Jagmeet Singh doesn't want to be timid, but it's still not clear how bold he will be

With delegates to the NDP policy convention cheering for the promise of proportional representation, Jagmeet Singh declared that "the time to be timid was over" and then he spoke of "courage." But the extent of Singh's courageousness is still taking shape.

NDP leader begins to sketch out his vision for 2019

NDP Leader Jagmeet Singh speaks during the federal NDP Convention in Ottawa on Saturday. (Justin Tang/Canadian Press)

With the crowd enthusiastically cheering a promise of electoral reform — as good a sign as any that you are in a room full of New Democrats — Jagmeet Singh declared that "the time to be timid was over" and then he spoke of "courage."

"We need to have the courage to get the job done," he told the NDP's policy convention on Saturday afternoon. "There are so many areas that I'm sure we can all think about if we had the courage, if our government had the courage to do what was right, we could make people's lives better."

But the extent of Singh's courageousness is still taking shape.

As he proceeded through his keynote address, Singh vowed to amend bankruptcy laws to protect the pensions of workers. It is a timely promise in light of Sears' downfall, and delegates stood to applaud. But the promise itself was already part of the NDP's 2015 platform.

Implementing universal pharmacare, building affordable housing and expanding internet access — three other issues Singh raised — were part of Tom Mulcair's ill-fated offer too.

In other areas — climate change, Indigenous reconciliation, reducing inequality — Singh would presumably go further or faster than Justin Trudeau's Liberals have. On infrastructure, Singh would not do anything that involved privatization.

There were two relatively new items: adding dental care to the public health system and applying domestic taxes to internet services like Netflix. The former proposal has yet to be explained in detail, the latter is a relatively small issue.

Singh's boldest proposal — to decriminalize all drug use — went unmentioned on Saturday, though party delegates did pass a resolution enshrining it as a party position.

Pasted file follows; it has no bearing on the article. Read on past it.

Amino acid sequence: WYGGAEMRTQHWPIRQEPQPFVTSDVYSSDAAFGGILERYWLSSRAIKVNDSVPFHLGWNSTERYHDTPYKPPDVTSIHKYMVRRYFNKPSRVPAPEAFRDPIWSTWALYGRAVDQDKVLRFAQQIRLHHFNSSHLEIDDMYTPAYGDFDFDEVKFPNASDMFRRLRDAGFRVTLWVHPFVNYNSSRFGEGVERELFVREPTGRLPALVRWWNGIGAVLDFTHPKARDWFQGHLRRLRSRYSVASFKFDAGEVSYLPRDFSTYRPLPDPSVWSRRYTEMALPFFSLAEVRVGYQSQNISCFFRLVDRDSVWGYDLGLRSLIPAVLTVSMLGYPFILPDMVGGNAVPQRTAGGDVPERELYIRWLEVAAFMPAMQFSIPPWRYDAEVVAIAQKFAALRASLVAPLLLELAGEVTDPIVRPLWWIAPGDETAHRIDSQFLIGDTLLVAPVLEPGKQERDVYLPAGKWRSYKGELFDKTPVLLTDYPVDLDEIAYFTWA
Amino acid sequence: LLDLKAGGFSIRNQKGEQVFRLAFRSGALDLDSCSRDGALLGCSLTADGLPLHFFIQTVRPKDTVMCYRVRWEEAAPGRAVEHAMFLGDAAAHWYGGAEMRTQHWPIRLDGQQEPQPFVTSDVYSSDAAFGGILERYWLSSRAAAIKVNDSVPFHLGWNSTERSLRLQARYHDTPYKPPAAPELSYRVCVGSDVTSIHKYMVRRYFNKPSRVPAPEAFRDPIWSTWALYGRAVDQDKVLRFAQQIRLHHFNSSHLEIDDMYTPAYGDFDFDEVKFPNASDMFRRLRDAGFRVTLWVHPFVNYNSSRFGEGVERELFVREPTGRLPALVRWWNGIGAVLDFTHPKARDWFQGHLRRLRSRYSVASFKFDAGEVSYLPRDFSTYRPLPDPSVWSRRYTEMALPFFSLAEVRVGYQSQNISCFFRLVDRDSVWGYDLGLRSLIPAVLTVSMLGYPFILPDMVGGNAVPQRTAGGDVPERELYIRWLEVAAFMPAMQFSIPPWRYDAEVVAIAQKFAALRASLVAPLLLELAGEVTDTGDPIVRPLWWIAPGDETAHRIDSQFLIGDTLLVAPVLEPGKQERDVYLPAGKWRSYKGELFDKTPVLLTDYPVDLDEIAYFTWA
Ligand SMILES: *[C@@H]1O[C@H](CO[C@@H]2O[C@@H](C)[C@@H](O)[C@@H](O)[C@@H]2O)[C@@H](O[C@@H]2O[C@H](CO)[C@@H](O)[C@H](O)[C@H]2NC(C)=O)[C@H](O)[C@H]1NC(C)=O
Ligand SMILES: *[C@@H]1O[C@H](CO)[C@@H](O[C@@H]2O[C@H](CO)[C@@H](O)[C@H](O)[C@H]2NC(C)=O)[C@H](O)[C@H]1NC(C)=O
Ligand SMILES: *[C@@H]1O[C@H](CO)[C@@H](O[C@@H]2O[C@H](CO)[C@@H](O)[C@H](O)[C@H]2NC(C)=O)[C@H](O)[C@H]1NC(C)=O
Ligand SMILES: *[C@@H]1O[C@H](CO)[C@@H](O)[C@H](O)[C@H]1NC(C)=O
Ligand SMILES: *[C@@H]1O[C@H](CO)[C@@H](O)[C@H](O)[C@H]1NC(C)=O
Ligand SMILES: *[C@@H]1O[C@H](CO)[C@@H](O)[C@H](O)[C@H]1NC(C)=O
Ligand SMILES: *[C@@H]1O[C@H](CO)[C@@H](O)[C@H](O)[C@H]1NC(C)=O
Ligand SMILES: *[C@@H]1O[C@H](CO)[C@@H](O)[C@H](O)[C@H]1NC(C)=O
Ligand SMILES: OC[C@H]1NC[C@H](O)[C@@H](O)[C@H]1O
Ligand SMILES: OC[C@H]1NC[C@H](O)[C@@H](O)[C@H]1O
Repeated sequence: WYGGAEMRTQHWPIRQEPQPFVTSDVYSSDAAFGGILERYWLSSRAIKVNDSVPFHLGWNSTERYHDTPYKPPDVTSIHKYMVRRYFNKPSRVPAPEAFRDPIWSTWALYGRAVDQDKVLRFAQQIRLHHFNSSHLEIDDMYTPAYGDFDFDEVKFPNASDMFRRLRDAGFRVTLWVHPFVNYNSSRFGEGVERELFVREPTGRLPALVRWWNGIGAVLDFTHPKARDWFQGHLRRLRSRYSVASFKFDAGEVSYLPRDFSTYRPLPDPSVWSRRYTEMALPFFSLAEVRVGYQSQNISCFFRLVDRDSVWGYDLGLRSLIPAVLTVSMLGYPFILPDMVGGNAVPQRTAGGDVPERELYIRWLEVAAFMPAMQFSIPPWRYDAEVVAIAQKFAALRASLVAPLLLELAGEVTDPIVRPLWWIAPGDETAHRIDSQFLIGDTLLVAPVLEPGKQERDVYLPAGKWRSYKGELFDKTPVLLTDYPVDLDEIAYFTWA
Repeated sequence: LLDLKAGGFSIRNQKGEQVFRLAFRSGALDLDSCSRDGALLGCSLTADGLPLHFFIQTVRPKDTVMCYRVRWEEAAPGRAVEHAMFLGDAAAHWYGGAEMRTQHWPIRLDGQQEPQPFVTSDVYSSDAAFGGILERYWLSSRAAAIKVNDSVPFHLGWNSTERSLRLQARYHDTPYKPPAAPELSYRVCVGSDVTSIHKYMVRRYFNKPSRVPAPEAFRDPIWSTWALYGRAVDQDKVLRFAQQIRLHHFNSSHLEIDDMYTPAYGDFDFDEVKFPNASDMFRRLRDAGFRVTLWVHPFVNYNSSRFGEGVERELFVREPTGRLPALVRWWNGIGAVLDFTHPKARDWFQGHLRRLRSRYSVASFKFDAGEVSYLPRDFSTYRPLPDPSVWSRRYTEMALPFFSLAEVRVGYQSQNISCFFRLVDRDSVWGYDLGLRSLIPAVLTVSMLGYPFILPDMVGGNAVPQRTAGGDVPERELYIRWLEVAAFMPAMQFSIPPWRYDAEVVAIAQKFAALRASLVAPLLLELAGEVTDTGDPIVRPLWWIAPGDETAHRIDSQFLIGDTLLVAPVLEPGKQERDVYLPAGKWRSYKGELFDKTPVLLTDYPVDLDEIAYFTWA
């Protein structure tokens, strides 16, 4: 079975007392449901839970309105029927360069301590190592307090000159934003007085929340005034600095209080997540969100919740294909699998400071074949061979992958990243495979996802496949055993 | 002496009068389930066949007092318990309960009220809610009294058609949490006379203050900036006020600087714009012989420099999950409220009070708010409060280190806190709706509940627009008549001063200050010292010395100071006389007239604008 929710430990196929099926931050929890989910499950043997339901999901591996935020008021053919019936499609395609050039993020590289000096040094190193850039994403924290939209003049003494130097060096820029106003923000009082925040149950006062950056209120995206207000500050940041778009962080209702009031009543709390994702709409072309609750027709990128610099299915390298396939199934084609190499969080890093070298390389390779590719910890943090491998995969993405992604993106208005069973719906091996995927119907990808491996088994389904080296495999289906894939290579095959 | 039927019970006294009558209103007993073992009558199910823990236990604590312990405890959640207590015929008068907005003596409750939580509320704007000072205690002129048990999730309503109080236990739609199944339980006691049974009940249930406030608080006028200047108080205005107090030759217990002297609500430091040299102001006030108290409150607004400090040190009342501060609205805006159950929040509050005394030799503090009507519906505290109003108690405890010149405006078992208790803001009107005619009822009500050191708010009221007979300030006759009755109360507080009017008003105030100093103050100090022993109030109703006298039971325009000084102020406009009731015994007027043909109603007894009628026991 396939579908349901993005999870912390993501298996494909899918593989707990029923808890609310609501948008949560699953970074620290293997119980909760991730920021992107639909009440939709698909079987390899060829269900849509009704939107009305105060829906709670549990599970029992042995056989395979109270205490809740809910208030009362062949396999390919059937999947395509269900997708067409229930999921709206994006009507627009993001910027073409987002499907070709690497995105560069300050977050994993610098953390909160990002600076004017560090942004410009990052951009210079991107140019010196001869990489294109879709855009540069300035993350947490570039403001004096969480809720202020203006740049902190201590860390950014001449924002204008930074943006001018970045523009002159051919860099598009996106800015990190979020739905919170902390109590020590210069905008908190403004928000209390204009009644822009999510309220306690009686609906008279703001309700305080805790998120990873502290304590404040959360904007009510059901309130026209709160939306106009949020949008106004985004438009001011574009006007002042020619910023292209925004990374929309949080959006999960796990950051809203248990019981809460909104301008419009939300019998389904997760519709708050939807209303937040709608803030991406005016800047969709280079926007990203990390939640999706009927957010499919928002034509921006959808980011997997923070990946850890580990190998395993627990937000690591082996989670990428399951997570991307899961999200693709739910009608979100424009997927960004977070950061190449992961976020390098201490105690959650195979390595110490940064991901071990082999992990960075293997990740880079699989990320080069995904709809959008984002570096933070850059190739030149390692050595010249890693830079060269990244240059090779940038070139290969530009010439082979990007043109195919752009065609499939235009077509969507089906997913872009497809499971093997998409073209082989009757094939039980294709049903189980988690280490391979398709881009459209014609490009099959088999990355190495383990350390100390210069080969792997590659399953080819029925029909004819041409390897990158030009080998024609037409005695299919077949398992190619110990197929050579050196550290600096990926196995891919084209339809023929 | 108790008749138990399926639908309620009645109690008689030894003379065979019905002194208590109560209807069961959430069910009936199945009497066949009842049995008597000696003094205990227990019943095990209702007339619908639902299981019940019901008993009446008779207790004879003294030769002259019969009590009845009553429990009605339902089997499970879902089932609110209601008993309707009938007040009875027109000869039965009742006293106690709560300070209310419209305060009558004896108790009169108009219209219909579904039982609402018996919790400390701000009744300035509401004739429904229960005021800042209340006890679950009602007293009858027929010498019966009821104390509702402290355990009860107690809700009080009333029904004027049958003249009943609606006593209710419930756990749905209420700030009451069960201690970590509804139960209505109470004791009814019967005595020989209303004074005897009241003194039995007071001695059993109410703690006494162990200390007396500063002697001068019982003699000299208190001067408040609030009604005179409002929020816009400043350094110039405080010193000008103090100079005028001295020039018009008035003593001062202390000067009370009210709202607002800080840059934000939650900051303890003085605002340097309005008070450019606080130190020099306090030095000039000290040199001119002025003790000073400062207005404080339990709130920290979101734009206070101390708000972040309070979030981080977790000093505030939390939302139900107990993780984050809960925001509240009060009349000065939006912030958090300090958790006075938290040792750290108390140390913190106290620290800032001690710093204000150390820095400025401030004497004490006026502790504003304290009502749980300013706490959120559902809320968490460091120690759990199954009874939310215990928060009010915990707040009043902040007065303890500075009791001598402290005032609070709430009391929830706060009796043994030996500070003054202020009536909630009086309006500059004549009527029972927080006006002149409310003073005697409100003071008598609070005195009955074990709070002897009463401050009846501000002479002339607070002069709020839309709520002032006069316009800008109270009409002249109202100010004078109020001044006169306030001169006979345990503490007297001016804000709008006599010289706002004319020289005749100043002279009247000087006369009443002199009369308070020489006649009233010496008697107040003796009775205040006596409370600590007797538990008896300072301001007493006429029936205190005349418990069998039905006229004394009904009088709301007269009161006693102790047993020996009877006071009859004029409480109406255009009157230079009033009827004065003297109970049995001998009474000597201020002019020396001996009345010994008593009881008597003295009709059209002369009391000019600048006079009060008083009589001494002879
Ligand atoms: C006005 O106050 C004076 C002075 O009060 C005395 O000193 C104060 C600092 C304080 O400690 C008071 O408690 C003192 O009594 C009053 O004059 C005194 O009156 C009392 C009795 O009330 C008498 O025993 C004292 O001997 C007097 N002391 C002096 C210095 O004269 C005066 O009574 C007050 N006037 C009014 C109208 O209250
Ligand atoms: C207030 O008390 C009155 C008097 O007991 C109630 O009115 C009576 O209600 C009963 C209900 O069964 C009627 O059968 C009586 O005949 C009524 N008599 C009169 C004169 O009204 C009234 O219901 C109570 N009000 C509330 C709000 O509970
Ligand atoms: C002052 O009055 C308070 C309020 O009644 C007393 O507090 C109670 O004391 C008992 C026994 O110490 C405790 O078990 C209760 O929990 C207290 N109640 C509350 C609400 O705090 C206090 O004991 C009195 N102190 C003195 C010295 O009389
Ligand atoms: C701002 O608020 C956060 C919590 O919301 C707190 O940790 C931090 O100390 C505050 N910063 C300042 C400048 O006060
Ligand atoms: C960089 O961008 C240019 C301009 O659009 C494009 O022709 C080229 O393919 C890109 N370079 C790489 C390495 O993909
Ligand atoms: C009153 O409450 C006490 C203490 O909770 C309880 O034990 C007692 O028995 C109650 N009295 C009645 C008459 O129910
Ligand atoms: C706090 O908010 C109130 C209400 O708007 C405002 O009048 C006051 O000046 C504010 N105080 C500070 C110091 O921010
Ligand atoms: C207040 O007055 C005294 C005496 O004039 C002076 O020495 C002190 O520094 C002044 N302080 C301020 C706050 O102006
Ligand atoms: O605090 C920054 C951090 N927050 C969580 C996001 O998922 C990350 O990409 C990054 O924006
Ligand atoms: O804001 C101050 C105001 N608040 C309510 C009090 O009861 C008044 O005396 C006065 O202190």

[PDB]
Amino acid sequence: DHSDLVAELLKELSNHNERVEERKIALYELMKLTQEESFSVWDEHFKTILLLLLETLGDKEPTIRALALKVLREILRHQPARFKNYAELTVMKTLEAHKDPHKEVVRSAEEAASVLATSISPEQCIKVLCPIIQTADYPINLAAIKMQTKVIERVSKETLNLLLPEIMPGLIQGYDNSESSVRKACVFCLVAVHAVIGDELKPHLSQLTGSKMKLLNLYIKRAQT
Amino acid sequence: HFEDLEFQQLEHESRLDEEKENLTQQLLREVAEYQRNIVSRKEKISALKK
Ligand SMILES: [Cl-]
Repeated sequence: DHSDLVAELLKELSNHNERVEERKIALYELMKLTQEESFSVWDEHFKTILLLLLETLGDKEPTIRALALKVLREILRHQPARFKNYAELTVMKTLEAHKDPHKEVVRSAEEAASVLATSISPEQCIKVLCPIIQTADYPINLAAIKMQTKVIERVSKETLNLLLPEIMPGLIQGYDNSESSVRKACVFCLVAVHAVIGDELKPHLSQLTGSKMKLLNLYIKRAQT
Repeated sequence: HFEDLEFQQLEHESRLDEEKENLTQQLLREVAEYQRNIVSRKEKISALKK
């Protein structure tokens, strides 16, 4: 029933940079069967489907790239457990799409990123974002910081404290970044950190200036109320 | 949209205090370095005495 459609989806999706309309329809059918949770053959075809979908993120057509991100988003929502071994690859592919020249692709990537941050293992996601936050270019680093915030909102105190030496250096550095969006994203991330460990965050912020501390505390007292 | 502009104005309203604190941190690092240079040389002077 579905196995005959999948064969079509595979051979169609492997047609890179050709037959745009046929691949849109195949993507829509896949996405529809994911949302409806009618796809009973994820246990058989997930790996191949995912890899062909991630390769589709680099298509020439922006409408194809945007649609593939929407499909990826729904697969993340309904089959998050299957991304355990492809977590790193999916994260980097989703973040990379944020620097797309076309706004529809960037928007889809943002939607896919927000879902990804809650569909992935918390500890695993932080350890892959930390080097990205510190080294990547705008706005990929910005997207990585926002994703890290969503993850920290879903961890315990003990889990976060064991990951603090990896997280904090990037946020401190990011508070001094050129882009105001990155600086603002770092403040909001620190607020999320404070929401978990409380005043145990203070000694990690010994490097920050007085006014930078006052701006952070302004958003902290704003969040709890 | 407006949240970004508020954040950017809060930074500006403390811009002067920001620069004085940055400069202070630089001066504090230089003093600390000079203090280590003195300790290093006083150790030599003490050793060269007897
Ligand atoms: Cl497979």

The flipside of Tom Mulcair

Beyond policy, there were interesting notes in Singh's remarks.

At various points, Singh made direct arguments for the value and utility of government and even taxation. Such ideas might have seemed more interesting when the prime minister was still a Conservative, but those words could lay the foundation for further proposals that would have the government both doing more and asking for more.

Near the end of his 40-minute speech, Singh also directly addressed anti-black racism, a concern that has not often been front and centre in Canadian politics. Earlier, delegates passed a resolution calling for a federal ban on the police practice of carding.

But the most interesting thing about Singh's NDP is probably still Jagmeet Singh, even if he has been less than a sensation since winning the party leadership last fall.

After dumping Mulcair in 2016, New Democrats chose someone quite unlike him. Singh is cool and casual, perhaps even too casual at times: at some point, he might need to show a bit more gravitas.

He jokes easily and laughs at himself. He is also without a seat in the House of Commons and he has struggled to establish a presence on Parliament Hill.

Singh was preceded to the stage on Saturday by a smartly produced video that laid out "Jagmeet's story," from his decision to wear a turban to his family's struggles to his acceptance to law school. That video showcased not only an interesting story, but also Singh's ability to tell it.

Within it was something else: Singh's concern about the cost of post-secondary education. 

That concern went unaddressed in the remarks that followed and a resolution calling for the elimination of tuition fees (in co-operation with provincial governments) was put off earlier on Saturday for further consideration. But such a proposal might show a measure of political courage. It would at least not be timid.

And paying for it might require other daring suggestions.

Bold enough to achieve a humble goal

There is no doubt a thin line between daring and reckless, between showing courage and proposing things that voters aren't willing to take seriously.

But when your party has just 44 seats in the House of Commons, and when your stridently progressive party is competing with a relatively popular and relatively progressive government, there is something to be said for acting boldly. Even if just to get people's attention.

A few courageous moves might not be enough to wholly satisfy Avi Lewis and the Leapers, the would-be disrupters who pop up every so often to propose that the NDP adopt the Leap Manifesto and swear off all oil development.

But for now Singh might settle on being bold enough to achieve a humble goal.

Forty-six years ago, Avi's grandfather, David Lewis, led the NDP against another Trudeau seeking re-election. Lewis's NDP only picked up six seats, but Pierre Trudeau's Liberals lost 38 seats. Those New Democrats thus held the balance of power in the House and from that position they could influence federal policy.

In February 2018, with the NDP sitting around 16 per cent in the polls, it would perhaps be courageous enough to imagine that Singh might be in a similar position after October 2019.

The leader of the NDP talks about the work being done this weekend at the party's convention in Ottawa. 10:29